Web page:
(C) Identifying the support functions that are likely to require contractor performance under those contingency plans, and the risks associated with the assignment of such functions to contractors.
(D) Advising the Secretary on critical deficiencies and strengths in force capabilities (including manpower, logistic, and mobility support) identified during the preparation and review of contingency plans and assessing the effect of such deficiencies and strengths on meeting national security objectives and policy and on strategic plans.
(E) Establishing and maintaining, after consultation with the commanders of the unified and specified combatant commands, a uniform system of evaluating the preparedness of each such command to carry out missions assigned to the command.
(4) Advice on Requirements, Programs, and Budget.—(A) Advising the Secretary, under section 163(b)(2) of this title, on the priorities of the requirements identified by the commanders of the unified and specified combatant commands.
(B) Advising the Secretary on the extent to which the program recommendations and budget proposals of the military departments and other components of the Department of Defense for a fiscal year conform with the priorities established in strategic plans and with the priorities established for the requirements of the unified and specified combatant commands.
(C) Submitting to the Secretary alternative program recommendations and budget proposals, within projected resource levels and guidance provided by the Secretary, in order to achieve greater conformance with the priorities referred to in clause (B).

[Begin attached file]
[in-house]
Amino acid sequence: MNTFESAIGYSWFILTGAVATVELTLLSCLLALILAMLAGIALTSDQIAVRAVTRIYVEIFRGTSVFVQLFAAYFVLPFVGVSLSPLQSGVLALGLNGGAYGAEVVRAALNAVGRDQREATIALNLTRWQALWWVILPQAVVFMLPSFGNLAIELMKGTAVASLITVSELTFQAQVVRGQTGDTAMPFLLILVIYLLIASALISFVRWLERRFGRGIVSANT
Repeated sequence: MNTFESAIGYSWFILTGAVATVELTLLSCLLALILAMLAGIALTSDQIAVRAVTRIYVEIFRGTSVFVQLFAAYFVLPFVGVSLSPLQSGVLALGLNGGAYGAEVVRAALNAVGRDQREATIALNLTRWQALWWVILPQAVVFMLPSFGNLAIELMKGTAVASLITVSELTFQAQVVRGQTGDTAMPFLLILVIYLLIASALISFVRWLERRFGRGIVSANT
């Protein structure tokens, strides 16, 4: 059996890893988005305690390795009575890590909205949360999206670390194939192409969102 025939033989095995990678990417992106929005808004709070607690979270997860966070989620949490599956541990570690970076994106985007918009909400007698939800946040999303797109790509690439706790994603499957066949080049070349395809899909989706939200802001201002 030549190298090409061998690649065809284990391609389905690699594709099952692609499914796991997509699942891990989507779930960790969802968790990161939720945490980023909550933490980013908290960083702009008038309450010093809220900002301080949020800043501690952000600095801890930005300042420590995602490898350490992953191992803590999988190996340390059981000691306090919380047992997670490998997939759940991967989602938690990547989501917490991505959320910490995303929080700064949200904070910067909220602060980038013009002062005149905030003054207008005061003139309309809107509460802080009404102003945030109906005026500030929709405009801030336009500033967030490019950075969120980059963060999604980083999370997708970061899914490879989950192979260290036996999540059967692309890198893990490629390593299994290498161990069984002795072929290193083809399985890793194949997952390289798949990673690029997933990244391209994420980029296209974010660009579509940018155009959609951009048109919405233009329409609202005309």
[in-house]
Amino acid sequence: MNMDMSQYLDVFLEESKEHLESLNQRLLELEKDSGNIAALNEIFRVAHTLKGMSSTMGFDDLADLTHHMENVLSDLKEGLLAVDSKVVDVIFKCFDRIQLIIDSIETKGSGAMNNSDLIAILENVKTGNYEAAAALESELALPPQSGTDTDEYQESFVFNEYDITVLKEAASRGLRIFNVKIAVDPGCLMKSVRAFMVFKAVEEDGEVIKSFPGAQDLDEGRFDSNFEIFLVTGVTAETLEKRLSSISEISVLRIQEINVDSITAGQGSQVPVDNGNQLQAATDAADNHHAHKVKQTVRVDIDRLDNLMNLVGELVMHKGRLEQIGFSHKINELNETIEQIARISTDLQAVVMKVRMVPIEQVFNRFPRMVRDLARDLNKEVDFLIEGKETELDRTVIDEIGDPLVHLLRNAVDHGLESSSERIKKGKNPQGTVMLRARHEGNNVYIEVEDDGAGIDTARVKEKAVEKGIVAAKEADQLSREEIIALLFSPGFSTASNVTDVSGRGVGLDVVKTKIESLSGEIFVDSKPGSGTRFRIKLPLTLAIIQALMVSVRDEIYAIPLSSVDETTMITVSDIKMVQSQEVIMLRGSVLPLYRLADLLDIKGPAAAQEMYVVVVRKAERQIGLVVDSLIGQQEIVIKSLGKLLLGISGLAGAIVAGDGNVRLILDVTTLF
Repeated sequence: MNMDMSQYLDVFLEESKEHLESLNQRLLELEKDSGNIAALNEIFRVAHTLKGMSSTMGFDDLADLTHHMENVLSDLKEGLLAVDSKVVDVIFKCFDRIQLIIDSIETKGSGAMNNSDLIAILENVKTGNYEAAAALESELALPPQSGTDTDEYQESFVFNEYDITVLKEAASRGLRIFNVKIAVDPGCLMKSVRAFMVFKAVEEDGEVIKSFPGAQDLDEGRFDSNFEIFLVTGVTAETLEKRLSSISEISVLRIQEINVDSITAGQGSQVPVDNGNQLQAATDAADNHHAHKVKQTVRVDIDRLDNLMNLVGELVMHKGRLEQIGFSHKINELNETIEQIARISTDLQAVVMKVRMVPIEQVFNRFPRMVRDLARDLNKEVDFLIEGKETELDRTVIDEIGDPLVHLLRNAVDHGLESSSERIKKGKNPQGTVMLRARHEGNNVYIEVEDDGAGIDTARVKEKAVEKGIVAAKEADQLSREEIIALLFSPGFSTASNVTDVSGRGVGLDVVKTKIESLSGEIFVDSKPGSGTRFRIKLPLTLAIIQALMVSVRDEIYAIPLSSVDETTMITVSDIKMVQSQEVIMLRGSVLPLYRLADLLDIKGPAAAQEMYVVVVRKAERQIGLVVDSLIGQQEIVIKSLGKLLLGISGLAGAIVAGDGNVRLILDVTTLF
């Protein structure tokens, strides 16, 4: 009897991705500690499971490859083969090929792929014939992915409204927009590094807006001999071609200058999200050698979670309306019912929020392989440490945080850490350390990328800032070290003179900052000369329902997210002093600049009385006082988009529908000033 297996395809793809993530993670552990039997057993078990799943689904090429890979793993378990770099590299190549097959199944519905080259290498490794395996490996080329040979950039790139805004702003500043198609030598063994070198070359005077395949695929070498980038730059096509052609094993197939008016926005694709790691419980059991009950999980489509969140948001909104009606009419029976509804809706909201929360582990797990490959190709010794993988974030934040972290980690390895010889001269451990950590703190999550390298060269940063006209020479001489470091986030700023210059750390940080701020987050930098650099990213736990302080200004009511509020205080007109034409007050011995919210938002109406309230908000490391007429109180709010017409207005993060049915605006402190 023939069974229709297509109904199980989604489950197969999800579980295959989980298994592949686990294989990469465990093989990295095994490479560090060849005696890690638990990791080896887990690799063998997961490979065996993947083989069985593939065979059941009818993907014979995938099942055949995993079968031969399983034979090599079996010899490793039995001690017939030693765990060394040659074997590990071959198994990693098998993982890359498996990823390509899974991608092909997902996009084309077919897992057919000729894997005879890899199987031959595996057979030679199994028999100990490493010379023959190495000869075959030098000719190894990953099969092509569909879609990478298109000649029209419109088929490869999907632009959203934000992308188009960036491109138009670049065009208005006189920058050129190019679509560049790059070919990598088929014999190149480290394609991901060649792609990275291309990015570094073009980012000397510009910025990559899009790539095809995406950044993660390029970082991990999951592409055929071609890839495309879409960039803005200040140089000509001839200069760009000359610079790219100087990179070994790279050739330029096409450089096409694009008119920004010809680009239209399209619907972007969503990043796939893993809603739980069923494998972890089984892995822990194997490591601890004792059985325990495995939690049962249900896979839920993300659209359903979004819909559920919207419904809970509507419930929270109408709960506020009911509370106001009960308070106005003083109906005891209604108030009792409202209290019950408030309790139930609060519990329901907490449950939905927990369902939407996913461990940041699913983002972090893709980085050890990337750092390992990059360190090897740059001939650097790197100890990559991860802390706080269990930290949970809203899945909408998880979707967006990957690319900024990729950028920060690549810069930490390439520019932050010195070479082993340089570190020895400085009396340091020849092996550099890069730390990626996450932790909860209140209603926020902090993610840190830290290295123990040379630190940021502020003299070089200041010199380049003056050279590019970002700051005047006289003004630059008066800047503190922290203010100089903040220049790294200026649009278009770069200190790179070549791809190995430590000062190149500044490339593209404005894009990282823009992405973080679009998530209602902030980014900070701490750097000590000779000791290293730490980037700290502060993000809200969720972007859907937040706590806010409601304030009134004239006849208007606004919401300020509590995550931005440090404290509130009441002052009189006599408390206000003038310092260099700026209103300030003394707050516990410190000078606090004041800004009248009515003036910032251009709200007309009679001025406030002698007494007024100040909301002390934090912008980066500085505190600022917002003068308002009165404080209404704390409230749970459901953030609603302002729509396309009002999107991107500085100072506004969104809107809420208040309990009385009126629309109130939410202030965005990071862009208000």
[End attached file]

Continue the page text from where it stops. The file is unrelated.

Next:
(D) Recommending to the Secretary, in accordance with section 166 of this title, a budget proposal for activities of each unified and specified combatant command.
(E) Advising the Secretary on the extent to which the major programs and policies of the armed forces in the area of manpower and contractor support conform with strategic plans.
(F) Assessing military requirements for defense acquisition programs.
(5) Doctrine, Training, and Education.—(A) Developing doctrine for the joint employment of the armed forces.
(B) Formulating policies for the joint training of the armed forces.
(C) Formulating policies for coordinating the military education and training of members of the armed forces.
(6) Other Matters.—(A) Providing for representation of the United States on the Military Staff Committee of the United Nations in accordance with the Charter of the United Nations.
(B) Performing such other duties as may be prescribed by law or by the President or the Secretary of Defense.

(b) Risks Under National Military Strategy.—(1) Not later than January 1 of each odd-numbered year, the Chairman shall submit to the Secretary of Defense a report providing the Chairman's assessment of—